May 25, 2010 3:26

Eljanov wins final FIDE GP, Radjabov qualifies for Candidates

Eljanov wins final FIDE GP, Gashimov qualifies for CandidatesPavel Eljanov today won the sixth and final FIDE Grand Prix tournament in Astrakhan, Russia. The Ukrainian finished with a score of 8/13, a full point ahead of a group of five GMs. One of them was Teimour Radjabov, who finished second in the final GP standings and qualified for the FIDE Candidates matches.

The 6th FIDE Grand Prix took place May 10-24 in Astrakhan, Russia. Akopian (2694), Alekseev (2700), Gashimov (2734), Gelfand (2741), Eljanov (2751), Inarkiev (2669), Ivanchuk (2741), Jakovenko (2725), Leko (2735), Mamedyarov (2763), Ponomariov (2733), Rajabov (2740), Svidler (2735) and Wang Yue (2752) played. More details can be found in our first report.

Round 10

Would Pavel Eljanov be able to finish the tournament as strongly as he had played so far? How would he fare after the second and last rest day? Well, on Friday the Ukrainian had a crystal clear answer to this question. He defeated Hungarian top GM Peter Leko in 43 moves, perhaps not in the most convincing way, but the result is what counts.

Leko was more than fine after the opening (Eljanov didn't like his 10.Ng3) and even rejected a draw offer on the 20th move. However, in the subsequent game the Hungarian made a few mistakes, and White obtained an advantage in the ending due to a strong passed pawn on the queenside. From that point Eljanov played very energetically. He did not allow Black to bring his king into the center, which would save the game for Leko. On the 43rd move White’s passed pawn became unstoppable, and Leko resigned.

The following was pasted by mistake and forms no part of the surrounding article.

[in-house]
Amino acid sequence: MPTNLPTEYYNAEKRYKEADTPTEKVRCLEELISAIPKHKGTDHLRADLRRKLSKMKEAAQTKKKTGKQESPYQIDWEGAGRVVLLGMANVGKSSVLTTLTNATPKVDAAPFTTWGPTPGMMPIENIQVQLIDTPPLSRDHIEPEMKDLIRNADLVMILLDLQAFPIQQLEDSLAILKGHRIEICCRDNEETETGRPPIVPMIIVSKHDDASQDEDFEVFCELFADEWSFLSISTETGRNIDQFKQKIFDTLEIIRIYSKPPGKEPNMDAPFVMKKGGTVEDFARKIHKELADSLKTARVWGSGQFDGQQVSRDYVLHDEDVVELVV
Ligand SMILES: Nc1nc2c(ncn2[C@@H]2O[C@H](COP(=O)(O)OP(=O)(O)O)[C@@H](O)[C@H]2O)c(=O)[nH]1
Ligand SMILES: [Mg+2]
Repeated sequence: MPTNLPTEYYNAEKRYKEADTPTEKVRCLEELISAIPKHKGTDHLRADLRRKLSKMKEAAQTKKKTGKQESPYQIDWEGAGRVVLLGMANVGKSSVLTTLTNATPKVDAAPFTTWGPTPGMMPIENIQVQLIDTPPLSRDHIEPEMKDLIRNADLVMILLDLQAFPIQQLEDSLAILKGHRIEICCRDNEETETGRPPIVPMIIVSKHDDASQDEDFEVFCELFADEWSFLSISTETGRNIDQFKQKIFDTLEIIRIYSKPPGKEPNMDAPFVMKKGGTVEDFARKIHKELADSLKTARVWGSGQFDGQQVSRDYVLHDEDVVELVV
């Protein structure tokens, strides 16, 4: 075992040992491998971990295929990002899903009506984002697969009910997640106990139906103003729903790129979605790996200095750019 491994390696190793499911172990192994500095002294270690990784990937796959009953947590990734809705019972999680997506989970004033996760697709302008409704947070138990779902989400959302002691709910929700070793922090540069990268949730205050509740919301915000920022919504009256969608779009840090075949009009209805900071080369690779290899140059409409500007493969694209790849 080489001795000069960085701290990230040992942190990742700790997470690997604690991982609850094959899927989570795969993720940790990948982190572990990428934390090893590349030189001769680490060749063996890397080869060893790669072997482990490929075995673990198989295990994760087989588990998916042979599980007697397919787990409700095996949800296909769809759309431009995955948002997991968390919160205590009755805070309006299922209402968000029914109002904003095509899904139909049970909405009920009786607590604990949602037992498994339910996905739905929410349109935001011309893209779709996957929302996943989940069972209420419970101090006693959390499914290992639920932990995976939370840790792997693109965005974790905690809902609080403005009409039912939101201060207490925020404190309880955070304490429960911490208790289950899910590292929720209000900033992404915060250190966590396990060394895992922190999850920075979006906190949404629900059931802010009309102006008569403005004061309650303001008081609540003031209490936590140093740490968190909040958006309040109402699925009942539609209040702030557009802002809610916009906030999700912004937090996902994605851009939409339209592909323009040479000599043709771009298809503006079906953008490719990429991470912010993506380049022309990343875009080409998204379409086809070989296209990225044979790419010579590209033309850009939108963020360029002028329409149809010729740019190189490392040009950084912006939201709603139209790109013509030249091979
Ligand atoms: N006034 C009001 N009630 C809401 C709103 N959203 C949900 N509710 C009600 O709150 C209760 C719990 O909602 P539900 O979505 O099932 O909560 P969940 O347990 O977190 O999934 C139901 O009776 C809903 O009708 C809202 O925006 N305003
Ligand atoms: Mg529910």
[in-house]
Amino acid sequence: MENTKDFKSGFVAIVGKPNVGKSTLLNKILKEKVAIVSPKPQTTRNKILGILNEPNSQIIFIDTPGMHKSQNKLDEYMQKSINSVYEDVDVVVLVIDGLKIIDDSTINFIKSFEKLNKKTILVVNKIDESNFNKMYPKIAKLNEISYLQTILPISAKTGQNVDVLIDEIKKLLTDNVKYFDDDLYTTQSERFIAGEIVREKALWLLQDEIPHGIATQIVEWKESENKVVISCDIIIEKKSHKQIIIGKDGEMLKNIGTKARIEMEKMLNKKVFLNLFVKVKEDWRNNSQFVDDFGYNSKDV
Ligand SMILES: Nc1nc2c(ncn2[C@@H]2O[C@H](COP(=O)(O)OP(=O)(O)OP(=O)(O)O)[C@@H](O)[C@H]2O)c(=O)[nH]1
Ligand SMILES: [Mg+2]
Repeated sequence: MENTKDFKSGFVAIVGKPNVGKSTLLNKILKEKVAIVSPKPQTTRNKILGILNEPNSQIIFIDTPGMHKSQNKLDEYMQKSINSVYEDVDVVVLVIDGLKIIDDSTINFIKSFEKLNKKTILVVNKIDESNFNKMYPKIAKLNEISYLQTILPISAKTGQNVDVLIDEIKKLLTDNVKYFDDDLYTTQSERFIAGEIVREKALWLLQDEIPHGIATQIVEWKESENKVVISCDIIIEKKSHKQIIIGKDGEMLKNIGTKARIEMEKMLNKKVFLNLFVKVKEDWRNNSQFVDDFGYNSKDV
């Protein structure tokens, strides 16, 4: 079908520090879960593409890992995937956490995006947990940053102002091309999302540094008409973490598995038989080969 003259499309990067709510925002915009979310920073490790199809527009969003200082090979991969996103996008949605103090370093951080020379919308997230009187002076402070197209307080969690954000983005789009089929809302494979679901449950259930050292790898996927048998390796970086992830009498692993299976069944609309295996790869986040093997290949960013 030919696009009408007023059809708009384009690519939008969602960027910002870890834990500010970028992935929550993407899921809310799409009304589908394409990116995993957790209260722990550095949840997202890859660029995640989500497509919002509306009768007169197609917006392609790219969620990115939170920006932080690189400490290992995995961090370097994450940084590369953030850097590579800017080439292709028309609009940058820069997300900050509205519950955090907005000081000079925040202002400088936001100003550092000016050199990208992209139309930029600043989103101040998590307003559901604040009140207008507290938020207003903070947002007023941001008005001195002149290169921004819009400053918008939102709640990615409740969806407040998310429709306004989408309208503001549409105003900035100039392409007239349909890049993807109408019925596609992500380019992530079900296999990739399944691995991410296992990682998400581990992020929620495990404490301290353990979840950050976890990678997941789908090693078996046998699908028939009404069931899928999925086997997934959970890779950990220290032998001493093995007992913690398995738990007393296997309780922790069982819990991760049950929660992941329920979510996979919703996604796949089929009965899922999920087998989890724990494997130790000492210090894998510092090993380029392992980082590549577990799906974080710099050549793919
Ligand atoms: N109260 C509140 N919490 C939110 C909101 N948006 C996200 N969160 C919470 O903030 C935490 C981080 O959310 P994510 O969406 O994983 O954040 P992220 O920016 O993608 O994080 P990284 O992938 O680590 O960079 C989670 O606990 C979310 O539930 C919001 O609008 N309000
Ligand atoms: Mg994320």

Gashimov stayed half a point behind the leader after beating Inarkiev in a strong Ruy Lopez game. "I found an interesting plan with 15.Bd3 and 16.Re2," he said afterwards. "My pawn sacrifice led to a curious position: White is a pawn down, Black pieces seem to be active, but actually White can play for a win at no risk. Soon I regained the material, keeping all the advantages of my position, then won an exchange and converted the advantage without much trouble." Inarkiev: "I admit that Vugar played very energetically and deserved his win."


Radjabov slowly but surely outplayed Akopian with Black in a Sveshnikov. "Maybe trading the queens was wrong," said Akopian, "and I should have preferred 24.Qh6. I also don’t like my next moves – 26.Ndf4 and 28.f4. White’s position became very cramped, and Teimour showed good technique, not giving me any chances to survive." 26.Ndf4 was a "serious inaccuracy" according to Radjabov.


Round 11

This round saw another Azeri derby: Radjabov versus Mamedyarov. It was an important game, since Radjabov's win regained his chances to qualify for the Candidates matches. In the Exchange Variation of the Ruy Lopez White got a small advantage and then developed a strong initiative following Black’s unsuccessful queen maneuver on the 19th move. The game transposed to a queen ending with a remote passed pawn for White. Black was short on time and committed the decisive error on the 38th move. Mamedyarov resigned immediately due to inevitable loss of the kingside pawns.

Radjabov: "I think after 20.Qf4 White may already be winning. Not sure if 28.d6 was necessary, but I thought I needed to force the issues. In any case, after this move it becomes extremely difficult for Black to hold." Mamedyarov didn't agree with Radjabov's assessment of the opening: "In my opinion, White didn’t get any advantage. He started to take the upper hand only when I made a mistake by 19...Qd4 – this move is overambitious."